Today, MB came along (my oldest son) and our friend’s daughter who’s interested in sailing.
We took off from Sewell’s Marina in Horseshoe Bay around 11:30, and at 1:30 we were comfortably on the hook in Mannion Bay on Bowen Island.
(click the image for a large panorama shot from the cockpit)
The bay is pretty deep (a few hundred feet) until you get close in then in drops rapidly. We anchored in about 30 feet of water near a lot of other boats on mooring bouys.
The local Canada Geese were out in full force, with a honking and chirping family paying us a visit within minutes of us setting the hook. Looking for handouts, they stayed a while then moved on to check out a more generous group of visitors. I don’t know how long the immature geese stay with their parents, but this bunch looked not quite ready to take off on their own.
MB fired up the Sea-B-Q and we had some delicious hot dogs, sitting in the sun enjoying what has to be British Columbia’s greatest asset; itself.
The sail back was incredible – we close-reached across in about half-an-hour, never dropping below 5.5 knots the entire way over. Again, those new North Sails are keeping us smiling every minute under way.
I’m a dad and I don’t really make a big deal, or expect a big deal on Father’s Day.
My two sons and I spent the day sailing on a picture perfect BC day, and I must say it was the best Fathers’ Day ever.
Another great day on the water with a steady 10 – 12 knots inflow wind in Howe Sound. We hoisted the main and didn’t even bother with the jib.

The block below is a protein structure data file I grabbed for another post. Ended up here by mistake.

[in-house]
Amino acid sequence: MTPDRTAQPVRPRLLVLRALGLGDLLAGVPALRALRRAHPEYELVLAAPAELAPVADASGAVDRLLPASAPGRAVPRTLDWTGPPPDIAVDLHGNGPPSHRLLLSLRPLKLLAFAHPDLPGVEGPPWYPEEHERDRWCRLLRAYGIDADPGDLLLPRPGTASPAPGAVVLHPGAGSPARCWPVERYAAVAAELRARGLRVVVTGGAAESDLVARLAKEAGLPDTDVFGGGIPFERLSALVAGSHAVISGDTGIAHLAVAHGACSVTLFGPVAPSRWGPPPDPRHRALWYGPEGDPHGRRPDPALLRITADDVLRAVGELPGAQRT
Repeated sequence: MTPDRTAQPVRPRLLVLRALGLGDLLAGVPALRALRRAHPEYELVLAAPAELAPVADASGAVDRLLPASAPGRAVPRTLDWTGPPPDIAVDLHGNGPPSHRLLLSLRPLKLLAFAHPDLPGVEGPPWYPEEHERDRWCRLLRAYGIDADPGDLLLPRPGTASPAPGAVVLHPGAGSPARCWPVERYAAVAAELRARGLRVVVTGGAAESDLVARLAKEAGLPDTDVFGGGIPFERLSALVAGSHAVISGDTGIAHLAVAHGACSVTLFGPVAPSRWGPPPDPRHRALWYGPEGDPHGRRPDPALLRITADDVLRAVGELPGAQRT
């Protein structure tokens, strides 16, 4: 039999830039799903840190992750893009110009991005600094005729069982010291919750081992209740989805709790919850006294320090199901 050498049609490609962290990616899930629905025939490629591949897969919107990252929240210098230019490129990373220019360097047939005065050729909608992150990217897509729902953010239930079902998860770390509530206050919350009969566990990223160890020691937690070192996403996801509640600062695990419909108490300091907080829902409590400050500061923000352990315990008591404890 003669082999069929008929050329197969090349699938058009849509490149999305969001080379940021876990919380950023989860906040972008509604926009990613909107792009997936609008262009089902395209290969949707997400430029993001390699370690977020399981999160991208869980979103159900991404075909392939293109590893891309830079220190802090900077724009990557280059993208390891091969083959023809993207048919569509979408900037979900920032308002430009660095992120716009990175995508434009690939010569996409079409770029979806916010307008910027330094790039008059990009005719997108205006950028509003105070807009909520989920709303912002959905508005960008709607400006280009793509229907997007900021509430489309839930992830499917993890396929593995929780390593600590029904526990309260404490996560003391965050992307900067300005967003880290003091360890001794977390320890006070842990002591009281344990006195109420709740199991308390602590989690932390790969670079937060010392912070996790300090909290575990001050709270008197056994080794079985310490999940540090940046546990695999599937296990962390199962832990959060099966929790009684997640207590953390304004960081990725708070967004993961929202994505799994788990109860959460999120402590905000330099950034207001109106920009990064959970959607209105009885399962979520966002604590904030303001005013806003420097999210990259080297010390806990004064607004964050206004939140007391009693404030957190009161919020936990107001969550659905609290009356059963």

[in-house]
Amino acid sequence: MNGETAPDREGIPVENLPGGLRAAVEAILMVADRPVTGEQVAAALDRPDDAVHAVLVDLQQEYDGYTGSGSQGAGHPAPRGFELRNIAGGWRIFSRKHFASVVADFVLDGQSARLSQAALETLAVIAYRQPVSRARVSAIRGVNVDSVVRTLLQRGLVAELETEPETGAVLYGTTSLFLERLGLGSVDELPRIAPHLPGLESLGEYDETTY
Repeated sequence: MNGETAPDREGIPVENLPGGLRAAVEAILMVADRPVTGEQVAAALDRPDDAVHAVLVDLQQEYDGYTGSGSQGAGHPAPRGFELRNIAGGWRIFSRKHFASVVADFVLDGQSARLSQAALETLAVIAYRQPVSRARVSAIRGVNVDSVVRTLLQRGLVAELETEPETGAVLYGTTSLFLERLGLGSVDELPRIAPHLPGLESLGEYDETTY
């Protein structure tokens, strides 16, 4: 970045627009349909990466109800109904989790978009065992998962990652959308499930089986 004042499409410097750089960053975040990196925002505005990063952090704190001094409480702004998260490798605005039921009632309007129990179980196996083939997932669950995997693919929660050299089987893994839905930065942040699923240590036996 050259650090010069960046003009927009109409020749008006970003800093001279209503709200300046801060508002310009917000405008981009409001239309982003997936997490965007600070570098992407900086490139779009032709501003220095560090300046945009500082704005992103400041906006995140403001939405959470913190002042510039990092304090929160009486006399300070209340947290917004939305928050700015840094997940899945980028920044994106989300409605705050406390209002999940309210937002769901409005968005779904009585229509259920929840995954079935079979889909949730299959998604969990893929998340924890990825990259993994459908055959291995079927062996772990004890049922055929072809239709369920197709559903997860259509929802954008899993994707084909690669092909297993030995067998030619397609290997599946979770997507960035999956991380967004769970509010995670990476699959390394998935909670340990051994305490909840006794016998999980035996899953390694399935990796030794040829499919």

We made great time on a close reach over to Bowen Island. Passing a gaggle of kayakers we did a quick tour around Manion Bay, gybed, and scooted back across on a reciprocal course.
There were loads of sail boats heading over from the mainland to Snug Cove perhaps for a late Fathers’ Day lunch. Hope their day was as fun as mine.
Managed to get through another Friday the 13th without incident. To celebrate, we ordered some pizza and headed down to the boat for an evening sail.
It was a beautiful evening, and we zipped over to Bowen Island and back in no time at all. EB was on the helm and managed to top 6 knots smg at one point.
We managed to see all three ferries – Bowen, Langdale and Nanaimo – and even though I’ve been sailing out here for years I still like the sight of a ferry steaming by like we’re standing still. It sparks memories of every single ferry ride across the Straight when I was on the inside, looking longingly out at boats under sail, wishing I was there, too.
We met more of our moorage neighbours when we returned to Sewell’s, including the folks right next to us who were heading out for the weekend.